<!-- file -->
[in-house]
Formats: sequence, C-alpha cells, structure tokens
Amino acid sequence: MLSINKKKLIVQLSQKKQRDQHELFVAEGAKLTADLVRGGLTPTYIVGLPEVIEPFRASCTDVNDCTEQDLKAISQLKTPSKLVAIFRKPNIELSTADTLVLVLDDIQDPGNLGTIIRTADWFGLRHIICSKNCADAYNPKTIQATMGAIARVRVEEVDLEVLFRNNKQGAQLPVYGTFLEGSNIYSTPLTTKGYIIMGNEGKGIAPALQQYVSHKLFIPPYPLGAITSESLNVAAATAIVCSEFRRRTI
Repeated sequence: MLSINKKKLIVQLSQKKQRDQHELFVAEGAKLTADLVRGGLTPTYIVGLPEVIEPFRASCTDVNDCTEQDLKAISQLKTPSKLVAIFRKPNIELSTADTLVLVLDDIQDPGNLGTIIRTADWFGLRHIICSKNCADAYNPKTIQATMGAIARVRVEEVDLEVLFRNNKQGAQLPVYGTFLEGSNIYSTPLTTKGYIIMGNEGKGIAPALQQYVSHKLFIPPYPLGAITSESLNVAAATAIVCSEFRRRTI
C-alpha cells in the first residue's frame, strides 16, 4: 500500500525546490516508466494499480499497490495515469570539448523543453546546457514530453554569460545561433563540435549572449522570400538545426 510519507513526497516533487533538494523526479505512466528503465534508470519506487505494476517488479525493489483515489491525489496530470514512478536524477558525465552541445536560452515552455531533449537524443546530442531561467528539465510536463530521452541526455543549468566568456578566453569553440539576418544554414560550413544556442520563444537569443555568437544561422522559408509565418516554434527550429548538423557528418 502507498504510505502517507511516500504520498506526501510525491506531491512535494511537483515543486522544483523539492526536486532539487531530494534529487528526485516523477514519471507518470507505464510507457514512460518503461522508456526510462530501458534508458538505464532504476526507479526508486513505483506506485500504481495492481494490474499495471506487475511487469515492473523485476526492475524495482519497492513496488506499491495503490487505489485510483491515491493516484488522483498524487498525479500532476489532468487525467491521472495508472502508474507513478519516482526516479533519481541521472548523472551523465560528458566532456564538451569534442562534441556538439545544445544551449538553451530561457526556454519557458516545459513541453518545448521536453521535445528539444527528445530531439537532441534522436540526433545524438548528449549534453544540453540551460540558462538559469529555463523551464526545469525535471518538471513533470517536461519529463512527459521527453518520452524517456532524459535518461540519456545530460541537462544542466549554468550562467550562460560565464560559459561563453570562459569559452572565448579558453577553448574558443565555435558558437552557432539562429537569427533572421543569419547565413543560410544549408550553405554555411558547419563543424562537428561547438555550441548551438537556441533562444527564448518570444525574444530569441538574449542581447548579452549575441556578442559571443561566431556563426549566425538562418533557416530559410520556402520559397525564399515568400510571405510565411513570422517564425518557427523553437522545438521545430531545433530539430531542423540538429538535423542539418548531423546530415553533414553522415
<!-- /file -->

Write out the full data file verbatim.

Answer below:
[in-house]
Formats: sequence, C-alpha cells, structure tokens
Amino acid sequence: MLSINKKKLIVQLSQKKQRDQHELFVAEGAKLTADLVRGGLTPTYIVGLPEVIEPFRASCTDVNDCTEQDLKAISQLKTPSKLVAIFRKPNIELSTADTLVLVLDDIQDPGNLGTIIRTADWFGLRHIICSKNCADAYNPKTIQATMGAIARVRVEEVDLEVLFRNNKQGAQLPVYGTFLEGSNIYSTPLTTKGYIIMGNEGKGIAPALQQYVSHKLFIPPYPLGAITSESLNVAAATAIVCSEFRRRTI
Repeated sequence: MLSINKKKLIVQLSQKKQRDQHELFVAEGAKLTADLVRGGLTPTYIVGLPEVIEPFRASCTDVNDCTEQDLKAISQLKTPSKLVAIFRKPNIELSTADTLVLVLDDIQDPGNLGTIIRTADWFGLRHIICSKNCADAYNPKTIQATMGAIARVRVEEVDLEVLFRNNKQGAQLPVYGTFLEGSNIYSTPLTTKGYIIMGNEGKGIAPALQQYVSHKLFIPPYPLGAITSESLNVAAATAIVCSEFRRRTI
C-alpha cells in the first residue's frame, strides 16, 4: 500500500525546490516508466494499480499497490495515469570539448523543453546546457514530453554569460545561433563540435549572449522570400538545426 510519507513526497516533487533538494523526479505512466528503465534508470519506487505494476517488479525493489483515489491525489496530470514512478536524477558525465552541445536560452515552455531533449537524443546530442531561467528539465510536463530521452541526455543549468566568456578566453569553440539576418544554414560550413544556442520563444537569443555568437544561422522559408509565418516554434527550429548538423557528418 502507498504510505502517507511516500504520498506526501510525491506531491512535494511537483515543486522544483523539492526536486532539487531530494534529487528526485516523477514519471507518470507505464510507457514512460518503461522508456526510462530501458534508458538505464532504476526507479526508486513505483506506485500504481495492481494490474499495471506487475511487469515492473523485476526492475524495482519497492513496488506499491495503490487505489485510483491515491493516484488522483498524487498525479500532476489532468487525467491521472495508472502508474507513478519516482526516479533519481541521472548523472551523465560528458566532456564538451569534442562534441556538439545544445544551449538553451530561457526556454519557458516545459513541453518545448521536453521535445528539444527528445530531439537532441534522436540526433545524438548528449549534453544540453540551460540558462538559469529555463523551464526545469525535471518538471513533470517536461519529463512527459521527453518520452524517456532524459535518461540519456545530460541537462544542466549554468550562467550562460560565464560559459561563453570562459569559452572565448579558453577553448574558443565555435558558437552557432539562429537569427533572421543569419547565413543560410544549408550553405554555411558547419563543424562537428561547438555550441548551438537556441533562444527564448518570444525574444530569441538574449542581447548579452549575441556578442559571443561566431556563426549566425538562418533557416530559410520556402520559397525564399515568400510571405510565411513570422517564425518557427523553437522545438521545430531545433530539430531542423540538429538535423542539418548531423546530415553533414553522415